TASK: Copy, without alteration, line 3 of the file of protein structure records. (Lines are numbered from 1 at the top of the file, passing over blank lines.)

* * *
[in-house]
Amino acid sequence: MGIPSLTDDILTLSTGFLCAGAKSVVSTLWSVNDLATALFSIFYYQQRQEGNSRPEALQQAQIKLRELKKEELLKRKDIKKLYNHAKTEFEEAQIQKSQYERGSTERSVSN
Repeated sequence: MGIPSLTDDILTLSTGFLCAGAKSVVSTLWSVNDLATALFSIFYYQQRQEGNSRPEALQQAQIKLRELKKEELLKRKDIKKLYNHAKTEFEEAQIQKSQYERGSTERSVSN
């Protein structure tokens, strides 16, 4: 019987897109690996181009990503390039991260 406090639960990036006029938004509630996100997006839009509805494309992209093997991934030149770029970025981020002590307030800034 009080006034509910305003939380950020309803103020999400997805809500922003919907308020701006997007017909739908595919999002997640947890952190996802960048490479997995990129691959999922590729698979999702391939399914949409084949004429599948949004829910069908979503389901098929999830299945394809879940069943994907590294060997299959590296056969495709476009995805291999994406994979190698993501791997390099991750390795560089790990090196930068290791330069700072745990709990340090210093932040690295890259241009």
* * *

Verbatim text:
Repeated sequence: MGIPSLTDDILTLSTGFLCAGAKSVVSTLWSVNDLATALFSIFYYQQRQEGNSRPEALQQAQIKLRELKKEELLKRKDIKKLYNHAKTEFEEAQIQKSQYERGSTERSVSN